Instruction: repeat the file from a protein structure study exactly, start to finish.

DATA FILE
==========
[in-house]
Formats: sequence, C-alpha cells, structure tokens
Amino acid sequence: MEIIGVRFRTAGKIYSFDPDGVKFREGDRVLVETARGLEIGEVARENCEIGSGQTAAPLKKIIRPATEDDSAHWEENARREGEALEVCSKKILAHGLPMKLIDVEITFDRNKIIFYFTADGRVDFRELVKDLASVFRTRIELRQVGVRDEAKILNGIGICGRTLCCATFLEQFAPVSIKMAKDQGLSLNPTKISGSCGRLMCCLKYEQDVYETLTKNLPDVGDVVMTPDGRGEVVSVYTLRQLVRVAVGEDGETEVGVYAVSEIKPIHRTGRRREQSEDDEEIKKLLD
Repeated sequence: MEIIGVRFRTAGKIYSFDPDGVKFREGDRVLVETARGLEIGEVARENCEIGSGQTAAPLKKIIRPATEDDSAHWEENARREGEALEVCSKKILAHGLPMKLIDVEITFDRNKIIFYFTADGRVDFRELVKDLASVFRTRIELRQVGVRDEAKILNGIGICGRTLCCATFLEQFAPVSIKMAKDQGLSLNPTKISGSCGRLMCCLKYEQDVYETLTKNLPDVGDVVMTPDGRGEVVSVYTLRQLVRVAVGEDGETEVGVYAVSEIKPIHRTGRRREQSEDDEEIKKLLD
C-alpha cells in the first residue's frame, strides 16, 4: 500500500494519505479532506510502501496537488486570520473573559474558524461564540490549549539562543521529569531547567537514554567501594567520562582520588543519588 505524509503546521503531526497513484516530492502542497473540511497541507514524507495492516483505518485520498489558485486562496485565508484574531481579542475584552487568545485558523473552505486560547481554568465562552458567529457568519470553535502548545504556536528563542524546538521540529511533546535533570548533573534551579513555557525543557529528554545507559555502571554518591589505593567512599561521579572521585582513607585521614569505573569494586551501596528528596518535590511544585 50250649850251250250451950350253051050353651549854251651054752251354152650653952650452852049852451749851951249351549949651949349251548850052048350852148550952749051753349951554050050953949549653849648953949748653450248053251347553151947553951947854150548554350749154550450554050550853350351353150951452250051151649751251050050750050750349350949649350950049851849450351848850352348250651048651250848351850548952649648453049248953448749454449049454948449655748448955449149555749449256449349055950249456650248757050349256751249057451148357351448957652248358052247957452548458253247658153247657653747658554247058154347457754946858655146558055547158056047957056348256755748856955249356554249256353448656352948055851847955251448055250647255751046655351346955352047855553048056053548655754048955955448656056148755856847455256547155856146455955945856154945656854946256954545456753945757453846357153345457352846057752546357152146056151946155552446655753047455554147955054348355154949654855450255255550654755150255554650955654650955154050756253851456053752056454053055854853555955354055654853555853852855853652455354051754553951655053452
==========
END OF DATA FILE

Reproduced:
[in-house]
Formats: sequence, C-alpha cells, structure tokens
Amino acid sequence: MEIIGVRFRTAGKIYSFDPDGVKFREGDRVLVETARGLEIGEVARENCEIGSGQTAAPLKKIIRPATEDDSAHWEENARREGEALEVCSKKILAHGLPMKLIDVEITFDRNKIIFYFTADGRVDFRELVKDLASVFRTRIELRQVGVRDEAKILNGIGICGRTLCCATFLEQFAPVSIKMAKDQGLSLNPTKISGSCGRLMCCLKYEQDVYETLTKNLPDVGDVVMTPDGRGEVVSVYTLRQLVRVAVGEDGETEVGVYAVSEIKPIHRTGRRREQSEDDEEIKKLLD
Repeated sequence: MEIIGVRFRTAGKIYSFDPDGVKFREGDRVLVETARGLEIGEVARENCEIGSGQTAAPLKKIIRPATEDDSAHWEENARREGEALEVCSKKILAHGLPMKLIDVEITFDRNKIIFYFTADGRVDFRELVKDLASVFRTRIELRQVGVRDEAKILNGIGICGRTLCCATFLEQFAPVSIKMAKDQGLSLNPTKISGSCGRLMCCLKYEQDVYETLTKNLPDVGDVVMTPDGRGEVVSVYTLRQLVRVAVGEDGETEVGVYAVSEIKPIHRTGRRREQSEDDEEIKKLLD
C-alpha cells in the first residue's frame, strides 16, 4: 500500500494519505479532506510502501496537488486570520473573559474558524461564540490549549539562543521529569531547567537514554567501594567520562582520588543519588 505524509503546521503531526497513484516530492502542497473540511497541507514524507495492516483505518485520498489558485486562496485565508484574531481579542475584552487568545485558523473552505486560547481554568465562552458567529457568519470553535502548545504556536528563542524546538521540529511533546535533570548533573534551579513555557525543557529528554545507559555502571554518591589505593567512599561521579572521585582513607585521614569505573569494586551501596528528596518535590511544585 50250649850251250250451950350253051050353651549854251651054752251354152650653952650452852049852451749851951249351549949651949349251548850052048350852148550952749051753349951554050050953949549653849648953949748653450248053251347553151947553951947854150548554350749154550450554050550853350351353150951452250051151649751251050050750050750349350949649350950049851849450351848850352348250651048651250848351850548952649648453049248953448749454449049454948449655748448955449149555749449256449349055950249456650248757050349256751249057451148357351448957652248358052247957452548458253247658153247657653747658554247058154347457754946858655146558055547158056047957056348256755748856955249356554249256353448656352948055851847955251448055250647255751046655351346955352047855553048056053548655754048955955448656056148755856847455256547155856146455955945856154945656854946256954545456753945757453846357153345457352846057752546357152146056151946155552446655753047455554147955054348355154949654855450255255550654755150255554650955654650955154050756253851456053752056454053055854853555955354055654853555853852855853652455354051754553951655053452